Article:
So you want to go on a gap year, yah?
A few down to earth tips on wandering the Earth
The five months I spent travelling through India, Vietnam and Indonesia with my mate were some of the best of my life and I’d recommend it to anyone. But there’s a lot of idealistic, ‘gap yah’ mythology surrounding the travel ‘experience’, so here’s a few pointers on how to get the most out of it and avoid becoming an excruciating cliché…
Don’t expect to ‘find yourself’.
What the hell does that mean anyway? No one knows; hippies only pretend they do. Sure, you’ll have a lot of time to think things over and as a character you’ll probably alter slightly, but don’t expect some existential epiphany.
Not everything is ‘Amazing!!!’
This is the most overused superlative in existence. I’ve heard sunsets, beaches, Bintang beer towers, fly-ridden fish markets, dilapidated temples, The Roxy, Ladyboy shows and the Taj Mahal all be described as ‘amazing’. Some things certainly will amaze you, but don’t feel obliged to think everything is the best thing ever.
If you’re thinking of travelling with someone else…
You’ve got to know them so well that you don’t even bother to be nice to them anymore. They’ve got to be the sort of person who you can comfortably spend hours in total silence with. After all, you’re going to be together for potentially hundreds of hours at a time. This person must be your best friend, not an ‘ohmygodwe’veknowneachothersinceFreshers’ best friend, but a proper lifelong stalwart of a mate.
Food poisoning is a rite of passage…
And one that will make you want to kill yourself. My journal entries for those disgusting days are borderline suicidal, so just keep in mind that it will all be over soon and the world will be a pleasant place again. Don’t be tempted by a Maharaja Mac in New Delhi.
If you’re gonna drink, do it with the locals.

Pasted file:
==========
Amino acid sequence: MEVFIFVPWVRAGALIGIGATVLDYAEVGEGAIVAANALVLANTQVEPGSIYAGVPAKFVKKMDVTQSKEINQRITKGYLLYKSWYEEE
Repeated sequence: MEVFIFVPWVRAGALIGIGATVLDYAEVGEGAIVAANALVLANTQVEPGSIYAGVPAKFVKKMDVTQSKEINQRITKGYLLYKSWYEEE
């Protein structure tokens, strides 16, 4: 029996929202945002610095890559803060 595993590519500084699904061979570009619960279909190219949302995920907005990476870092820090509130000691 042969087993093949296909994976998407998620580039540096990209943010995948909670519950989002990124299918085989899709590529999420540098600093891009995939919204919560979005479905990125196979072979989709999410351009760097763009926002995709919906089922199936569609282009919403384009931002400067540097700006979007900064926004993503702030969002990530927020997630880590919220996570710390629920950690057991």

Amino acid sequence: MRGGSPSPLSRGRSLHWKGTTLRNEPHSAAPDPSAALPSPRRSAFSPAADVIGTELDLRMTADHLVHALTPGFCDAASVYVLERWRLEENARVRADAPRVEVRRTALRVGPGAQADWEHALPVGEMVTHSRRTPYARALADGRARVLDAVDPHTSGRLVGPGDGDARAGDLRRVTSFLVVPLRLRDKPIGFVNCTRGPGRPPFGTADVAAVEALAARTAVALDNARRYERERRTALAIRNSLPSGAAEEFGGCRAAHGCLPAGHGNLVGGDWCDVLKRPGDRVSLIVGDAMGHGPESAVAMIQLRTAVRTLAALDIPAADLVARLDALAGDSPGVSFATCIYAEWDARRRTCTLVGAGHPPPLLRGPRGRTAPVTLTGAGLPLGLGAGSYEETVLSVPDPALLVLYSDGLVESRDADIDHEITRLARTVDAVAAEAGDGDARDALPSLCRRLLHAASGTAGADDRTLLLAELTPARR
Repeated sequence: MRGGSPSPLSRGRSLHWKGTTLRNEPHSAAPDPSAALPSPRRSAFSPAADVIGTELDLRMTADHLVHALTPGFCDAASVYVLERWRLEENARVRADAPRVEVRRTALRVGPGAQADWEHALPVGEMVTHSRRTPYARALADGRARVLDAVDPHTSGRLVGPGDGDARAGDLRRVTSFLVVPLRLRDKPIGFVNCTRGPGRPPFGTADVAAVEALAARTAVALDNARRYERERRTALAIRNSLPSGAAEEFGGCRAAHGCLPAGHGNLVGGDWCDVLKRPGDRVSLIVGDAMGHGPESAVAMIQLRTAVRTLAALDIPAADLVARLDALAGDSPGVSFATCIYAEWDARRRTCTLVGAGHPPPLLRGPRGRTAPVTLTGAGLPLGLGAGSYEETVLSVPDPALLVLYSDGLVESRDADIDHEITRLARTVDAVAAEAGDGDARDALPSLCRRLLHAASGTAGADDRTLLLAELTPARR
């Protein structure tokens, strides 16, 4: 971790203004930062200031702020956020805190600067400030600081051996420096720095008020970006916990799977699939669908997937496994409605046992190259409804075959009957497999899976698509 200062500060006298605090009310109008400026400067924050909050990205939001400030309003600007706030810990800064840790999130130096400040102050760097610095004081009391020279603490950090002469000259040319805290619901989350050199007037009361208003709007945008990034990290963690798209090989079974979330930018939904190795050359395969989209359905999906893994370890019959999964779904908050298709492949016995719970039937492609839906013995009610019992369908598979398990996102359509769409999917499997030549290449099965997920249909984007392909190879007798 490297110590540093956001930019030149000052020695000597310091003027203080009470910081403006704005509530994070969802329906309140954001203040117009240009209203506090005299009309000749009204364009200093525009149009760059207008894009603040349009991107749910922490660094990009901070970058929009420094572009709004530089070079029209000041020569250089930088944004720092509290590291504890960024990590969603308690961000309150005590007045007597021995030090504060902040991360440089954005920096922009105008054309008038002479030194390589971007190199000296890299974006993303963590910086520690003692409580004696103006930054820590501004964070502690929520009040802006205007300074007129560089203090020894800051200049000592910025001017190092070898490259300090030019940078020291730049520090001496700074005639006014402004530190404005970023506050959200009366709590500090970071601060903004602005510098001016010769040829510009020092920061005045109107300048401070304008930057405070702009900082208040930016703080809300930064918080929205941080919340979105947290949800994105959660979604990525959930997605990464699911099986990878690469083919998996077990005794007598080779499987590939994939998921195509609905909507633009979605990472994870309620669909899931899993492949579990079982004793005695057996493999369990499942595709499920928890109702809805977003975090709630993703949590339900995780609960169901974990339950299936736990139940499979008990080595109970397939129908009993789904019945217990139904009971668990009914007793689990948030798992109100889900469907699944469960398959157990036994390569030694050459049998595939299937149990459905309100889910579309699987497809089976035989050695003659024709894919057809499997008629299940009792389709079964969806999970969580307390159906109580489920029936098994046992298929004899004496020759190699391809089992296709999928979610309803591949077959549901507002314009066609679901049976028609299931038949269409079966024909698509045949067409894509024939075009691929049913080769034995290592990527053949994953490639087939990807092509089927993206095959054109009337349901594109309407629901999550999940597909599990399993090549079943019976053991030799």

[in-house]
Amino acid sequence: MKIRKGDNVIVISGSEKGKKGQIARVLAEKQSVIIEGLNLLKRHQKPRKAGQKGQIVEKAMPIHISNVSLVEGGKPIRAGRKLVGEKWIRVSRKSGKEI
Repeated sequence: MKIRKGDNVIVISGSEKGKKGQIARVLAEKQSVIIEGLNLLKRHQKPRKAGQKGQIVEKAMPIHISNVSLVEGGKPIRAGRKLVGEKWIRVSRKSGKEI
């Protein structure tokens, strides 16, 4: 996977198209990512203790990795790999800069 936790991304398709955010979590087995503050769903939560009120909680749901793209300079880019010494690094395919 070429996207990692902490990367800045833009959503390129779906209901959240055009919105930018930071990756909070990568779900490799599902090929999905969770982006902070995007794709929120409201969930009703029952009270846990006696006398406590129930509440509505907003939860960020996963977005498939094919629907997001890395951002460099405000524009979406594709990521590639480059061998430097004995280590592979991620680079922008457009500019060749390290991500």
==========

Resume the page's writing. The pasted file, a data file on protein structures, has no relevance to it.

I’m not advocating teetotalism, but it’s a waste of time getting pissed with a load of sweaty, relatively boring Westerners who you’d never meet again. Instead, find some friendly locals who can teach you a thing or two. One of the best evenings of my life was spent with a Vietnamese extended family, sitting on children’s furniture at a street-bar on the pavement by a dual carriageway. They introduced us to the best food, the best local beers (and a lot of it) and the best cigarettes, despite knowing about eight English words between them!
Even then, it takes a lot to justify a hangover in 90% humidity.
Just because you’re travelling doesn’t mean that you always have to be on the move.
If you really want to experience a part of the world properly, don’t try and ‘do’ places in a few days. All too often we encountered exhausted individuals who would purchase an all access ticket and wake up at 5am to see four museums and three ancient monuments as well as a couple of markets and a holy temple by lunchtime, then hop on the next bus out of town. Get to know the place a bit by making time for doing nothing in particular.
Rent a scooter.
This is the only genuine way to travel around Asia, all it requires is a healthy balance of bravery and stupidity. You’ll discover all sorts you wouldn’t be able to otherwise, just bear in mind the wise words of a grizzled Texan we met: “There are two types of motorcyclist: those who have been screwed, and those who will be screwed.”
The better an Australian says a place is, the worse it will be in reality.
Kuta Bali. Enough said.